A friend was recently posting a lot about a certain ‘hot nurse’ while he was attending his father in hospital. It surprised me a lot because somehow this creature has eluded me. No matter what reason we go to hospital for, somewhere deep inside, we are always looking for a ‘hot nurse’. You know the sort we see in porn but never see in the real hospital? Not even something close. The only ‘hot nurse’ I have come across is the ‘hot headed’ nurse. Unlike the non-existent ‘hot nurse’, she is found abundantly in all hospitals. She is pissed off like hell, always complaining either about a fellow colleague, the hospital management, salary, work load, visitors, and other patients. When she gives you an injection, boy you know you have got it. This is all the pleasure you are going to get from her.

Another night duty beckons, so have to take some sleep.


social enough?

I was casually going through Facebook pages of Middle Eastern Airlines and to be honest my first reaction was rather skeptical. While it is not for me to advocate importance of social media in the region, Arab Spring has already shown its strength, it seems Middle Eastern carriers are just about warming up to it, or some are there just for the sake of being there.

First of all it is actually difficult to figure out if majority of these pages are really officially maintained or set up by employees and fans on volunteer basis. But those which are officially maintained look world apart.

Out of 15 Airline pages I went through on Facebook, only five have flight booking option i.e. Royal Jordanian, Etihad Airways, Qatar Airways, Gulf Air and Bahrain Air.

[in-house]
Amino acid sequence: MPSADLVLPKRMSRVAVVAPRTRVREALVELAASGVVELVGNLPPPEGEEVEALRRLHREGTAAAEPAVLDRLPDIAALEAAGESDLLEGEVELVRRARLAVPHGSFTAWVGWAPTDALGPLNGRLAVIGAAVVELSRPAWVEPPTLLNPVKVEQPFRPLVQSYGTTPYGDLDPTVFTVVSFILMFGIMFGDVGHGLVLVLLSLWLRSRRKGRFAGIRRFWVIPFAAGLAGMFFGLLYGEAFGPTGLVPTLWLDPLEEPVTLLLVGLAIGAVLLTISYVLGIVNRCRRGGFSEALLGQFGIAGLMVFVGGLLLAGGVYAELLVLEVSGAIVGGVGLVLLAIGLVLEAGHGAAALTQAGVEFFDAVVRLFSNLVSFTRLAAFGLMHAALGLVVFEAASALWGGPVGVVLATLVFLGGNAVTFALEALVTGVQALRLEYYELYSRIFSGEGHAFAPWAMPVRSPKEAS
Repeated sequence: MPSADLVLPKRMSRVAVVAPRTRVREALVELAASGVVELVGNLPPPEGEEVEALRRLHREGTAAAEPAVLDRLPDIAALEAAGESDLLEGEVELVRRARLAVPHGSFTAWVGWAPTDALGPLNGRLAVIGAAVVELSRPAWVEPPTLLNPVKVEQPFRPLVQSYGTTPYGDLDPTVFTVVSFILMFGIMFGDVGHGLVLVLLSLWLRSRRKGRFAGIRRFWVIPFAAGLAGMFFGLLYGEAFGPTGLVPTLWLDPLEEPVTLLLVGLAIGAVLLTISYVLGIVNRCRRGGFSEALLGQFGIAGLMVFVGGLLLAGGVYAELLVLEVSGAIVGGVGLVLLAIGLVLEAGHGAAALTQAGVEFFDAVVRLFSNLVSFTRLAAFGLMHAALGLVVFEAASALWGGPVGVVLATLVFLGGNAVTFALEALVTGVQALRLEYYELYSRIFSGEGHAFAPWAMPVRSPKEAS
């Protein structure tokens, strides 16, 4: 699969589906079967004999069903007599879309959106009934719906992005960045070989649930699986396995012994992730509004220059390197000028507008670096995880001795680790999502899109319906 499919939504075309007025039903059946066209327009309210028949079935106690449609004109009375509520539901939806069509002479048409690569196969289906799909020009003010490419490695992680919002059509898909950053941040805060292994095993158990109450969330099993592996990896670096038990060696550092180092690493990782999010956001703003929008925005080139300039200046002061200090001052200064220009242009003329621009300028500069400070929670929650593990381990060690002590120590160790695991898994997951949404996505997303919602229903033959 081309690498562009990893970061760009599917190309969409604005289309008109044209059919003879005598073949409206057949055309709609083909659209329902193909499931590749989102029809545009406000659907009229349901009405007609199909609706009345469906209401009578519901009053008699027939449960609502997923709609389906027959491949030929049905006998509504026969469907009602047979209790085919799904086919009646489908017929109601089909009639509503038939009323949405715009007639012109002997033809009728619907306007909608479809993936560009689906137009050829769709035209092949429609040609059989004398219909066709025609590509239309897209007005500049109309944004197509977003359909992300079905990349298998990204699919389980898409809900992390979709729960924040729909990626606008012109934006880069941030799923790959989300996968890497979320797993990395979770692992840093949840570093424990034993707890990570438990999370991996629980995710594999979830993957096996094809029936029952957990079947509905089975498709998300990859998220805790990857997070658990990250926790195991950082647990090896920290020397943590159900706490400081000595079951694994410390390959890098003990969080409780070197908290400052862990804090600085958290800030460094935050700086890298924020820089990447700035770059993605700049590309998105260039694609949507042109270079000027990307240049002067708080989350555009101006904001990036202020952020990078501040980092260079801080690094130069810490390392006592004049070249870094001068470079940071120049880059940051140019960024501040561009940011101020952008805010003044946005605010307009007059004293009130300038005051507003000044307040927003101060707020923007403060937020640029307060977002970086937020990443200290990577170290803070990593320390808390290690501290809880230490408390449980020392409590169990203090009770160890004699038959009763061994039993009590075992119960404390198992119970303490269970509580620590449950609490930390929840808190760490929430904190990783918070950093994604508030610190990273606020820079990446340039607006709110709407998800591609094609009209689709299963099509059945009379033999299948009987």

With more than 180,000 followers, Qatar Airways page looks not only a professional effort but a proficient one as well.  With options like flight booking, twitter link, virtual tour and various consumer contests, it is indeed an active proposition.

Surprising it may seem however; best managed page in my view is that of Royal Jordanian. They seem most serious about social business. 80,000 plus fans might not sound too grand but considering Royal Jordanian’s standing in the region and local market, it is surely no mean feat. More so, list of followers is way more than global giants Emirates (50,000 plus likes)
and Etihad Airways (40,000 plus likes) which again speaks a lot.

Big Players should really work towards integrating social media into their websites. Emirates has a rather dormant page on Facebook, acting only as an info page, surprising for an airline which takes pride in number of industry firsts. Etihad Airways and Gulf Air, both despite having a flight booking option don’t have interactive pages.

No-frills carrier Air Arabia is more active in terms of using their page on Customer Service front, but at the moment has a modest 6500 plus followers list.

While Facebook is only one platform in the sphere of social media, above mentioned stats do not mean that Middle Eastern carriers are on a digital disconnect. All major players have official Twitter and You Tube presence. However, effectiveness of their presence would be an interesting
topic for another discussion.